High court lets Virginia voting go ahead under redrawn map

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"This is a big win for the health and safety of Virginians and our environment", Virginia state Attorney General Mark Herring said in a statement, adding that "we are well within our rights as a state to decide that a risky, potentially unsafe activity like uranium mining is not for us".

But in a recent decision regarding gerrymandering in Virginia, the justices split 5-4 - which is expected - but how they split is causing some shock. Primaries were held last week in the new districts.

All 140 seats in the legislature are on the ballot, and the GOP now holds a three-seat edge in the House (51 to 48) and a bare majority in the Senate (20 to 19), with one vacant seat in each chamber.

In addition to the immediate impact the Supreme Court decision has on Virginia's fall elections, if state Democrats flip either or both the House and Senate, they will be positioned to oversee the next round of redistricting after the 2020 census.

"The House, we hold, lacks authority to displace Virginia's attorney general as representative of the state", Justice Ruth Bader Ginberg wrote in the majority opinion. In a 5-4 decision, the Supreme Court ruled that the Virginia House of Delegates lacked standing in the case, either to represent the State's interests or in its own right.

Justice Ginsburg carried the other 3 votes of the plurality and affirmed in the judgment, but would have affirmed only on the rationality that the state law in question does not conflict with the AEA because it regulates only private mining within the boundaries of a particular state.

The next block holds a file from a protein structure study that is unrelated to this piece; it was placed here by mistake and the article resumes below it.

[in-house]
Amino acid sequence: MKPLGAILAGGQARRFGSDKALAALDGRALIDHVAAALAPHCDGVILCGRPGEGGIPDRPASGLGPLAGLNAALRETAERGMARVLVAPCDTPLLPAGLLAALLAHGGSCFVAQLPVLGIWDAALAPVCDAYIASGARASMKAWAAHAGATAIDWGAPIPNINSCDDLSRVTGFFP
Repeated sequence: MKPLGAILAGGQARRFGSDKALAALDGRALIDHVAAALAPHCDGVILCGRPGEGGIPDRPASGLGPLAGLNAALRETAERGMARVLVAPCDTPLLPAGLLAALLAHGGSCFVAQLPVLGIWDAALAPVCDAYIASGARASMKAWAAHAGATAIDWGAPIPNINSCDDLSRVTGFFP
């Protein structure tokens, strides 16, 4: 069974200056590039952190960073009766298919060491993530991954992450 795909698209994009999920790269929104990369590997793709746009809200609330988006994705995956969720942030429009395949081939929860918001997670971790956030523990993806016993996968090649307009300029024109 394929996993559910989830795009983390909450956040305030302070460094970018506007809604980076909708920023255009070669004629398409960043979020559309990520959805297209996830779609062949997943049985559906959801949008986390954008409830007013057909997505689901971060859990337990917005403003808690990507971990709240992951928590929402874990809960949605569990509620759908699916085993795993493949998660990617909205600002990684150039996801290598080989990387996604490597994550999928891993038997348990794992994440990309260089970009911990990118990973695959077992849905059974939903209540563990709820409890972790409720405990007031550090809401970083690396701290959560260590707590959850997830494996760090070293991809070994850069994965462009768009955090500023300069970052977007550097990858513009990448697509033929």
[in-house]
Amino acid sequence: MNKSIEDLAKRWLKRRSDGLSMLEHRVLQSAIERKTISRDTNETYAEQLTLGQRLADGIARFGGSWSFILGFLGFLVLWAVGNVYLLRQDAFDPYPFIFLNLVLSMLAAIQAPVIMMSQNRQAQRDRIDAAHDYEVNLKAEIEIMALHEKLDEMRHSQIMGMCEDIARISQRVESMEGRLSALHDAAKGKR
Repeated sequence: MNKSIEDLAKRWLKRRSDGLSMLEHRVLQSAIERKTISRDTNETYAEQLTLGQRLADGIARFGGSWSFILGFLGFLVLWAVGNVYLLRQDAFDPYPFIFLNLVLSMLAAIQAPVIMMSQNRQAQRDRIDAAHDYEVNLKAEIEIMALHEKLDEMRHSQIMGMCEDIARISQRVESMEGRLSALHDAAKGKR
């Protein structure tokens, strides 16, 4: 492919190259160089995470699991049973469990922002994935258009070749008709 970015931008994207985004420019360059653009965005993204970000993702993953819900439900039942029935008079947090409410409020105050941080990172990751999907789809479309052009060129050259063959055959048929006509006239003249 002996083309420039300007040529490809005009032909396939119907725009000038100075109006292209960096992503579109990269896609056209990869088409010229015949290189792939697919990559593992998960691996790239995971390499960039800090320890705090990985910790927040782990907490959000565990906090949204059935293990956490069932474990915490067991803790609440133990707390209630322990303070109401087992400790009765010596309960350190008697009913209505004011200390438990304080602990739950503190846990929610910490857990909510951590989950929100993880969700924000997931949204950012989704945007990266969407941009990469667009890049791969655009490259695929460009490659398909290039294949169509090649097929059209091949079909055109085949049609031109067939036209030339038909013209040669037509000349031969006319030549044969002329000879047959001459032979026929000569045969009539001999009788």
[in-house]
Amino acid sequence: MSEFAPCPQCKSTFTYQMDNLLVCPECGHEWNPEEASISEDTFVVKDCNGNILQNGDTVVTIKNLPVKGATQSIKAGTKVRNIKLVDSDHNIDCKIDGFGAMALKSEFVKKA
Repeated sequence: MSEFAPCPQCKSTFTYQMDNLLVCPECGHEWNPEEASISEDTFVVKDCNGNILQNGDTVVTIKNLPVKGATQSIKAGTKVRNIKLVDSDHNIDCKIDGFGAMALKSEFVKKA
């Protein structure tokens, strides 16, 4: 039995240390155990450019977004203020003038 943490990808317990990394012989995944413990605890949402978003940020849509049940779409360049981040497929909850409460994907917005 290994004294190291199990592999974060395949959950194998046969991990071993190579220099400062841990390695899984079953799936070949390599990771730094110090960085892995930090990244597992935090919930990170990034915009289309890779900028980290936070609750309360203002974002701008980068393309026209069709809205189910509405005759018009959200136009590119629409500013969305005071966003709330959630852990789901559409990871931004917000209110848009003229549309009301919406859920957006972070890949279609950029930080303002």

"We further hold that the House, as a single chamber of a bicameral legislature, has no standing to appeal the invalidation of the redistricting plan separately from the state of which it is a part", Ginsburg wrote.

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Justice Alito filed a dissenting opinion, joined by Chief Justice Roberts and Justices Breyer and Kavanaugh. The lower court ruled that 11 districts were the product of unconstitutional racial gerrymandering - that is, the legislators who drew the districts relied too heavily on race. Republican incumbents in six of those districts will find it more hard to defend their seats against Democratic challengers this November, according to an analysis by the nonpartisan Virginia Public Access Project.

Monday's decision cuts against the Trump administration, which argued in November that allowing the Virginia ban without reviewing the state's goal would amount to "giving states a roadmap for undermining a multi-billion-dollar industry".

Despite that important distinction, it's more likely the opinion handed down by the court on Monday will be remembered for its other practical effect, which is to protect the House of Delegates district maps adopted in February by a three-judge panel.

After lawmakers were unable to reach an agreement on a redistricting plan, the lower court chose a new map from a series of proposals submitted by a special master. The state has 26 house districts.

The lawsuit challenging the original House lines was backed by the National Democratic Redistricting Committee, led by former U.S. Attorney General Eric Holder. A new political map is being used for this year's state elections. A shadowy organization funded by out-of-state interests has cost the taxpayers millions to overturn a legislative map that passed in 2011 that passed with an overwhelming majority.

Lower courts ruled against Virginia Uranium, the owners of the deposit near Coles Hill, in southern Virginia's Pittsylvania County, and the case was dismissed.

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